After bringing Sahrabis home, I was still unfamiliar about Rottweiler’s, their average size, temperament, potential health problems, etc. Knowing more about the breed was something that I thought was important. I began researching and familiarizing myself with Rottweiler, and this is some of the general health and welfare information that I found.
Rottweiler’s are large, muscular dogs. You will also hear them called Rott or Rotties. They generally have large heads with broad shoulders. They usually have a docked tail, although more recently, breeders have stopped docking their tails. Rottweiler’s are black and have distinct marking that are either a brown, tan, or mahogany color. Their coats are short and thick.
There are two different types of Rottweiler’s: German and American Rottweiler’s. While there are many different variations of features, German Rotts are said to often be shorter, stalkier, and have a bigger “block” head as compared to an American Rott. American Rotts often have longer legs and a smaller head. The height and weight of most Rottweiler’s generally depend of the breeder. Most females range from 85-115 lbs and males range from 95-145 pounds. Of course, there are always the runts and giants of the litters that may fall out of these ranges.
Rottweiler’s have a very unique temperament. While they are very strong and powerful animals, they thrive on interaction and guidance. Rotts are very strongly devoted to their owners, and rely on firm and consistent commands. They are not a breed that is suitable for a first time dog owner, as they can quickly develop bad habits. They are natural protectors and are naturally fierce, if needed. With the right amount of work and obedience, they are very calm relaxed dogs. Socialization is very important with Rotts. They need to be acclimated to other dogs at a young age. Dog parks and adventures into public serve a lot of good to this breed, if the handler has the confidence to control them in a public setting.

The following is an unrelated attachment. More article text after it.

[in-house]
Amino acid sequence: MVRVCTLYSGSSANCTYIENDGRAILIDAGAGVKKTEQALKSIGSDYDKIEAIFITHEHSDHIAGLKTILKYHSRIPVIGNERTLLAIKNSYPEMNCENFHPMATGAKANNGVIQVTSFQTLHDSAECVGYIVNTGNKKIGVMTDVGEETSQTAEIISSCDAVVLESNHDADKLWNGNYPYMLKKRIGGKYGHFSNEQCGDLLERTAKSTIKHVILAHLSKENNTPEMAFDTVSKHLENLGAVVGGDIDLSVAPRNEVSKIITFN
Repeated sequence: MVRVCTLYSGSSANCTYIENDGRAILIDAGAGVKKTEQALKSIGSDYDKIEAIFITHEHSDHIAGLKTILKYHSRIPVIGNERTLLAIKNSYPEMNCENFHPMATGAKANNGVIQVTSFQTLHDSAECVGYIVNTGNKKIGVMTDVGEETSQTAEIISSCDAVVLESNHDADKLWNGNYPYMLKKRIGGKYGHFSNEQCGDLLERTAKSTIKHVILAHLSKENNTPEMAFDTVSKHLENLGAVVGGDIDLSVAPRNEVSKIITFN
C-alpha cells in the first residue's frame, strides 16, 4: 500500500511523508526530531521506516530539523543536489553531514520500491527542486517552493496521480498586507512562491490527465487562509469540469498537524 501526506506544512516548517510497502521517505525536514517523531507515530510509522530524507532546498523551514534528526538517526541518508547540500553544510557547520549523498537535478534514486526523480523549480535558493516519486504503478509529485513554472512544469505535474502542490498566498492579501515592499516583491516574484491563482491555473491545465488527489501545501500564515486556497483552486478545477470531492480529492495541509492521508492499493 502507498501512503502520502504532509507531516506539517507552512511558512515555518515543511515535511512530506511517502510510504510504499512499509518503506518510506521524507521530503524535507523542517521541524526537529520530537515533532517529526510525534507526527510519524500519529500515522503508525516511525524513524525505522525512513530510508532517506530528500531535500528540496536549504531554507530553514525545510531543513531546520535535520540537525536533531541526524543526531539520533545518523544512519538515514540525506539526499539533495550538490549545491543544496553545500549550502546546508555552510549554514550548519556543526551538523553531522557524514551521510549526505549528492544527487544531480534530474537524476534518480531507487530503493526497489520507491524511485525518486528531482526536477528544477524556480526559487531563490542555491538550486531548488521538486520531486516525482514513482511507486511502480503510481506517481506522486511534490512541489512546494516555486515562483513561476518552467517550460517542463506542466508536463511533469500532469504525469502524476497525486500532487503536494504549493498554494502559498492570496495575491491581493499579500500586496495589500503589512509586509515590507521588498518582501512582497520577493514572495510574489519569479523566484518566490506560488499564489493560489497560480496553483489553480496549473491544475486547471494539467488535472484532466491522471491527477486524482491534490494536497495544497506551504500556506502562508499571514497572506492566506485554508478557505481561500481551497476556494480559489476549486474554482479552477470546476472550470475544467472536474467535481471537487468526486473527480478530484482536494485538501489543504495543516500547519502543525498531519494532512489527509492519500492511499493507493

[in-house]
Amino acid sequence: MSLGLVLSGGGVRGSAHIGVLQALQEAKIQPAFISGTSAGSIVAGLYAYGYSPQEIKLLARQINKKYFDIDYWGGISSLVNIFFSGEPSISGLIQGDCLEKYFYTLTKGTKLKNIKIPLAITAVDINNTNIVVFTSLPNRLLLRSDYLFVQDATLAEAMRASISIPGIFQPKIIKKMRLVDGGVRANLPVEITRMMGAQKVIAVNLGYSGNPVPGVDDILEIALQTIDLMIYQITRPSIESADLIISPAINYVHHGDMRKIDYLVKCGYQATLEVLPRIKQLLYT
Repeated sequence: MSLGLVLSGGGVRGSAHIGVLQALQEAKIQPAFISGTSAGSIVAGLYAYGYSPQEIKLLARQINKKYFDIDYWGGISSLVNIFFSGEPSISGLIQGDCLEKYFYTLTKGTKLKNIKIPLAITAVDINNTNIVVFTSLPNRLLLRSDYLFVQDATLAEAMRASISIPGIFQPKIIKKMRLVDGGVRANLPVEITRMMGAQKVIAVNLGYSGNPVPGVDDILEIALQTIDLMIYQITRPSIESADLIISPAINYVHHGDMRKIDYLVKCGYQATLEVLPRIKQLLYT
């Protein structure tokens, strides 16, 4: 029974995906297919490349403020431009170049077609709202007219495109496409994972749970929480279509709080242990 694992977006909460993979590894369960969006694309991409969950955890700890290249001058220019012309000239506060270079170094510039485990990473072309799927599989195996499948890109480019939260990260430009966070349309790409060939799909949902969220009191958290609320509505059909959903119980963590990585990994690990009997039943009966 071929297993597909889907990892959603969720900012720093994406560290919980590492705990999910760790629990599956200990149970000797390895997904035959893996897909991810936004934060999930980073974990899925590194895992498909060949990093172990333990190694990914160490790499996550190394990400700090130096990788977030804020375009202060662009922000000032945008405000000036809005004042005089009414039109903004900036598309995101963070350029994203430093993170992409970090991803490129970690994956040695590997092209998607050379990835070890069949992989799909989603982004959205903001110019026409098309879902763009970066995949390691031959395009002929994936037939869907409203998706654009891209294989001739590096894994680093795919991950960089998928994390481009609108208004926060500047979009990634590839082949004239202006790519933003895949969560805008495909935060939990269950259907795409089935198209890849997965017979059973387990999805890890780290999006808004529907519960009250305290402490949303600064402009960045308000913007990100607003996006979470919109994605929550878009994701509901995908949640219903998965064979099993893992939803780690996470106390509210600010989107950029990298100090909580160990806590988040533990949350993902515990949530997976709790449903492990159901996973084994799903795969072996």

Exercise and living conditions are very important for this breed. They need to have a yard where they can reside, although they often prefer to be indoors for the most part. They need a lot of exercise that includes walking, running, and swimming. It seems like they can never get enough exercise.
The life expectancy of Rottweiler’s is about 8-11 years, depending on their genetics and the care they receive throughout their lives. They are susceptible to a number of health problems. Some of the main health problems that affect this breed include torn ACL’s, hip dysplasia, and problems with their eyelids.
Overall, having a Rottweiler may take a lot of work, but it is worth is. Coming from my experience, I spend about an hour a day exercising and caring for my dogs. While it is a lot of work, it is something that I enjoy. The Rottweiler will give you all of the love and devotion that one could possibly want, and owning one is very rewarding.
I would love to hear from everyone, what is your favorite breed of dog? Have you owned a Rottweiler before?